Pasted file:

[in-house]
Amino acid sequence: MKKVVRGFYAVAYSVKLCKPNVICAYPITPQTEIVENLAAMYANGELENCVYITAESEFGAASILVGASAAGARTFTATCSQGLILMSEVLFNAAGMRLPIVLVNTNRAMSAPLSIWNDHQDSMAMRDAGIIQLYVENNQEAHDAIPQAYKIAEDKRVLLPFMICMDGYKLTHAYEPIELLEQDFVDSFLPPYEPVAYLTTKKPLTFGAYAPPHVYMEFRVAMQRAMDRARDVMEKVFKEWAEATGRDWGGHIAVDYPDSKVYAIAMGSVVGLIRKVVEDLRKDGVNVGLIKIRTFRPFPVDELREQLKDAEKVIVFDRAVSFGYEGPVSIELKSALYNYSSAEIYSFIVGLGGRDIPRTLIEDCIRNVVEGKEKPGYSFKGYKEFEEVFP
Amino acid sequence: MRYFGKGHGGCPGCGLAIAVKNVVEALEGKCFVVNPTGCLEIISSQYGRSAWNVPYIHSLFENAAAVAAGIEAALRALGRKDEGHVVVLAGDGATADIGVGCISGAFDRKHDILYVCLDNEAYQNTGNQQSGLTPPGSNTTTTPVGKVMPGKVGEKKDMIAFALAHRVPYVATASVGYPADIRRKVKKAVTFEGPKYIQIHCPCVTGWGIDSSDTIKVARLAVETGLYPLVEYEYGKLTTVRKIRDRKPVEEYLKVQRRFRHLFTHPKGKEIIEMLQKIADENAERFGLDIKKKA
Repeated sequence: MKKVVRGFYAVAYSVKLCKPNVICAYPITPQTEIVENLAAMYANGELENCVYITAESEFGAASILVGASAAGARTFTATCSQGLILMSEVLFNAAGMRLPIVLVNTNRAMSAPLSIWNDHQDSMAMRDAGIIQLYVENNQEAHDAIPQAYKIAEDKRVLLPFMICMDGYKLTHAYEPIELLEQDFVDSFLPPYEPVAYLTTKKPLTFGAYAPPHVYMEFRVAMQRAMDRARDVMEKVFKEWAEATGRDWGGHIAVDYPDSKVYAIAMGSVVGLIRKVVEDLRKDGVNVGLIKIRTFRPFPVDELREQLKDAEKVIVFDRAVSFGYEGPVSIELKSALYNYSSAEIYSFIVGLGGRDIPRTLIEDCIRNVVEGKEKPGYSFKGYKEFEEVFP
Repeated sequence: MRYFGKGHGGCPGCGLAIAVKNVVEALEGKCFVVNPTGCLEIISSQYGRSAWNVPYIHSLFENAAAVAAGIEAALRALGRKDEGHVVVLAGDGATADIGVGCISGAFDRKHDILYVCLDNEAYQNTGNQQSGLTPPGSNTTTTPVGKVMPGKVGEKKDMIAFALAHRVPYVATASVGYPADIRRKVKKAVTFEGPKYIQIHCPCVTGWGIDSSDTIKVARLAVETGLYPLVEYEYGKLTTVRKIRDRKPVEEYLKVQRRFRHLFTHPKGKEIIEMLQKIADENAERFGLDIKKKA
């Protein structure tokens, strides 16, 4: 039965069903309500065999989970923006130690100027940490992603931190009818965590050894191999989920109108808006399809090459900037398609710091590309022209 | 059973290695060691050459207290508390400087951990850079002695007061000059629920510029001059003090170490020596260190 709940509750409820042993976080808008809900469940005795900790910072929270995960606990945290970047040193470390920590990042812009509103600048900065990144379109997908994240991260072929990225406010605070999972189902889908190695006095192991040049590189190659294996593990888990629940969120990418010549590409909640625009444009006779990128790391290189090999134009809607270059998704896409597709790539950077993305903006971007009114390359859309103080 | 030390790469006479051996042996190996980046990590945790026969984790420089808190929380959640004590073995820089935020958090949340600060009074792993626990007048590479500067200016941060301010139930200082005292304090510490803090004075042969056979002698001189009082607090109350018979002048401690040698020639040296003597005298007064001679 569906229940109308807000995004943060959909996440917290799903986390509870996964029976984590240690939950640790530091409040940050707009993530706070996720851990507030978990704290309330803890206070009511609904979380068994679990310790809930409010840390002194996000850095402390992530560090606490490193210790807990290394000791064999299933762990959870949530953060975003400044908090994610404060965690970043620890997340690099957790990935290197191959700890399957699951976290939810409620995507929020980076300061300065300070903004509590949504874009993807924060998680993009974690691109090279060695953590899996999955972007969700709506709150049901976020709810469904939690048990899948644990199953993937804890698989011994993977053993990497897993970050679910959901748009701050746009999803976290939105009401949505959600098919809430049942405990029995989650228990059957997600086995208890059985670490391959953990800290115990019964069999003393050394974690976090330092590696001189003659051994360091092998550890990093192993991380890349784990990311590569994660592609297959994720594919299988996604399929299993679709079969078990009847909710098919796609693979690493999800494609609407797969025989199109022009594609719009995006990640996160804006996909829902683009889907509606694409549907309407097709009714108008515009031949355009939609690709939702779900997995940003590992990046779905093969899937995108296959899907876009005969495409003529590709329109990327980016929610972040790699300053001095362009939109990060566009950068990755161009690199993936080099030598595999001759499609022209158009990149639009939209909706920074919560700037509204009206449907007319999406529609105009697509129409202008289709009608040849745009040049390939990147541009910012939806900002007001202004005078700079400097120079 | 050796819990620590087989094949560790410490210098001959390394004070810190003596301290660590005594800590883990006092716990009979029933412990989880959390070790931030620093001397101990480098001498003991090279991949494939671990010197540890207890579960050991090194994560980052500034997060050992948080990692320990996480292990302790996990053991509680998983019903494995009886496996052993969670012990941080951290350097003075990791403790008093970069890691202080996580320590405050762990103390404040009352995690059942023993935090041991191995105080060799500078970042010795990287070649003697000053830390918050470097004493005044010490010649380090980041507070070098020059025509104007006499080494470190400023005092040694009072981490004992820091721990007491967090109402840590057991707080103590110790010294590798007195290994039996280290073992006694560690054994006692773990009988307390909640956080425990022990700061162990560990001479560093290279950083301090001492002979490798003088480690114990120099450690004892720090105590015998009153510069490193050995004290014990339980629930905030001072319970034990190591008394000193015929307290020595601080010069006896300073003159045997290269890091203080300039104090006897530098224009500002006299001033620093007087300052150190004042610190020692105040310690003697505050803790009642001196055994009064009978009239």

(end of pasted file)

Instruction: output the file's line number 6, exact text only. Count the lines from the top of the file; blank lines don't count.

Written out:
């Protein structure tokens, strides 16, 4: 039965069903309500065999989970923006130690100027940490992603931190009818965590050894191999989920109108808006399809090459900037398609710091590309022209 | 059973290695060691050459207290508390400087951990850079002695007061000059629920510029001059003090170490020596260190 709940509750409820042993976080808008809900469940005795900790910072929270995960606990945290970047040193470390920590990042812009509103600048900065990144379109997908994240991260072929990225406010605070999972189902889908190695006095192991040049590189190659294996593990888990629940969120990418010549590409909640625009444009006779990128790391290189090999134009809607270059998704896409597709790539950077993305903006971007009114390359859309103080 | 030390790469006479051996042996190996980046990590945790026969984790420089808190929380959640004590073995820089935020958090949340600060009074792993626990007048590479500067200016941060301010139930200082005292304090510490803090004075042969056979002698001189009082607090109350018979002048401690040698020639040296003597005298007064001679 569906229940109308807000995004943060959909996440917290799903986390509870996964029976984590240690939950640790530091409040940050707009993530706070996720851990507030978990704290309330803890206070009511609904979380068994679990310790809930409010840390002194996000850095402390992530560090606490490193210790807990290394000791064999299933762990959870949530953060975003400044908090994610404060965690970043620890997340690099957790990935290197191959700890399957699951976290939810409620995507929020980076300061300065300070903004509590949504874009993807924060998680993009974690691109090279060695953590899996999955972007969700709506709150049901976020709810469904939690048990899948644990199953993937804890698989011994993977053993990497897993970050679910959901748009701050746009999803976290939105009401949505959600098919809430049942405990029995989650228990059957997600086995208890059985670490391959953990800290115990019964069999003393050394974690976090330092590696001189003659051994360091092998550890990093192993991380890349784990990311590569994660592609297959994720594919299988996604399929299993679709079969078990009847909710098919796609693979690493999800494609609407797969025989199109022009594609719009995006990640996160804006996909829902683009889907509606694409549907309407097709009714108008515009031949355009939609690709939702779900997995940003590992990046779905093969899937995108296959899907876009005969495409003529590709329109990327980016929610972040790699300053001095362009939109990060566009950068990755161009690199993936080099030598595999001759499609022209158009990149639009939209909706920074919560700037509204009206449907007319999406529609105009697509129409202008289709009608040849745009040049390939990147541009910012939806900002007001202004005078700079400097120079 | 050796819990620590087989094949560790410490210098001959390394004070810190003596301290660590005594800590883990006092716990009979029933412990989880959390070790931030620093001397101990480098001498003991090279991949494939671990010197540890207890579960050991090194994560980052500034997060050992948080990692320990996480292990302790996990053991509680998983019903494995009886496996052993969670012990941080951290350097003075990791403790008093970069890691202080996580320590405050762990103390404040009352995690059942023993935090041991191995105080060799500078970042010795990287070649003697000053830390918050470097004493005044010490010649380090980041507070070098020059025509104007006499080494470190400023005092040694009072981490004992820091721990007491967090109402840590057991707080103590110790010294590798007195290994039996280290073992006694560690054994006692773990009988307390909640956080425990022990700061162990560990001479560093290279950083301090001492002979490798003088480690114990120099450690004892720090105590015998009153510069490193050995004290014990339980629930905030001072319970034990190591008394000193015929307290020595601080010069006896300073003159045997290269890091203080300039104090006897530098224009500002006299001033620093007087300052150190004042610190020692105040310690003697505050803790009642001196055994009064009978009239």